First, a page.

Everyone knows those articles that irk your nerves. You try to glance at the article, but you are lost because the headline says one things, the picture shows another thing, and the lead doesn’t seem like it’s heading in any specific direction. That is what this NYTs article did for me. The title was “Injury Raises Questions About Insurance for College Stars.” The picture was an image of Kentucky basketball star Nerlens Noel holding his knee in his Tuesday night game. On Wednesday, February 13, 2013, the results were released that his ACL was severed.
This article was published on Thursday, February 14, 2013. Looking at the picture, and knowing the fact that Noel was a projected no. 1 pick for the NBA draft this summer, I expected the article to be about him. But, the headline confused me. When I bean reading the article, it confused me more. It wasn’t until I got to the paragraph below that my mind was clear.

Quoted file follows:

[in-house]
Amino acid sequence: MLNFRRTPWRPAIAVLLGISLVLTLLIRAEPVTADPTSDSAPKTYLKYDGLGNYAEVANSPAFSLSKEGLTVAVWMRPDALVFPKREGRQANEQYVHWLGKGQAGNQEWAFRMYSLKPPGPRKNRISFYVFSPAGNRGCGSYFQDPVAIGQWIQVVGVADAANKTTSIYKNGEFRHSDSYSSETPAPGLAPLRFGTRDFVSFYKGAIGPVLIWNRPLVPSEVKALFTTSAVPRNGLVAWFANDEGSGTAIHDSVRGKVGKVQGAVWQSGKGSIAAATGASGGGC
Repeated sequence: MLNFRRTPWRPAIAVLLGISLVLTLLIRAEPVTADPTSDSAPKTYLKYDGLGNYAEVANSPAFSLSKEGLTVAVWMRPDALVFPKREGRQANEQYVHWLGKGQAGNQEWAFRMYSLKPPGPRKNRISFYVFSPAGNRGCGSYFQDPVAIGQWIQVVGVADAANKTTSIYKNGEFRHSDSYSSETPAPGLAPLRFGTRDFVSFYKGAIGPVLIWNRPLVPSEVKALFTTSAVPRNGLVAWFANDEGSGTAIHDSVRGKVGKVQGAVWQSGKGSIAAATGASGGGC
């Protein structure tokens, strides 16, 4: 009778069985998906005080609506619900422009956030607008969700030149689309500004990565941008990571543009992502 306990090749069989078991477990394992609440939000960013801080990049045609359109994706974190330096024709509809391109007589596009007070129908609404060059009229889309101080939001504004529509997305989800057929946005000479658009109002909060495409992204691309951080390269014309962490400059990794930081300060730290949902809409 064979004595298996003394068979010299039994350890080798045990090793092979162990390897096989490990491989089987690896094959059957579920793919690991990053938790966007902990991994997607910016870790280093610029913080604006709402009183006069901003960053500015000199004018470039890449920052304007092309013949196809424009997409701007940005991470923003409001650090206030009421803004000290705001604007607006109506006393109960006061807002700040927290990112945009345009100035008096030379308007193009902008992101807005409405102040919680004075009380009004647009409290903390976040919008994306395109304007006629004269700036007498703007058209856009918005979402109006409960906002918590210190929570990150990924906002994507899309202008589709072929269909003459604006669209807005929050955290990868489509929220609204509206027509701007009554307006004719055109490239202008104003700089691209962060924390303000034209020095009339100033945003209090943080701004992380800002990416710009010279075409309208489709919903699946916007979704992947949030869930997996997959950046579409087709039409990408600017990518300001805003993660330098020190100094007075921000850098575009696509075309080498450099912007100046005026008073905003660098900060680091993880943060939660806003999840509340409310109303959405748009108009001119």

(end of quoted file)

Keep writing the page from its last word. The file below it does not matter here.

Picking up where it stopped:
“And that has led some to take a critical look at the N.C.A.A.’s policy toward athletes who seek insurance against serious injuries, especially those players who are projected to be high selections in professional drafts.”
I finally knew what the piece was about. The article is about how the NCAA is reworking their insurance policy and regulations for career-ending injuries that are becoming coming in college sports. The writer of this article simply used Noel, the latest college case of a possible career-ending injury, to make his point. This nut graf cleared up four major questions. Who are we even talking about here? We’re talking about the NCAA. What are we talking about? We’re talking about the NCAA critiquing and revising their current insurance regulations for athletes. Why are we talking about it? They’re talking about it because the insurance regulations greatly affect valued players’ high chances of being early first round picks in their sports. How is this relevant? It’s relevant because the projected no.1 pick of college basketball who attends one of the top schools for basketball just tore his ACL.
When a nut graf clears up so many questions, I can actually turn to a friend and tell them something new.
Link to article: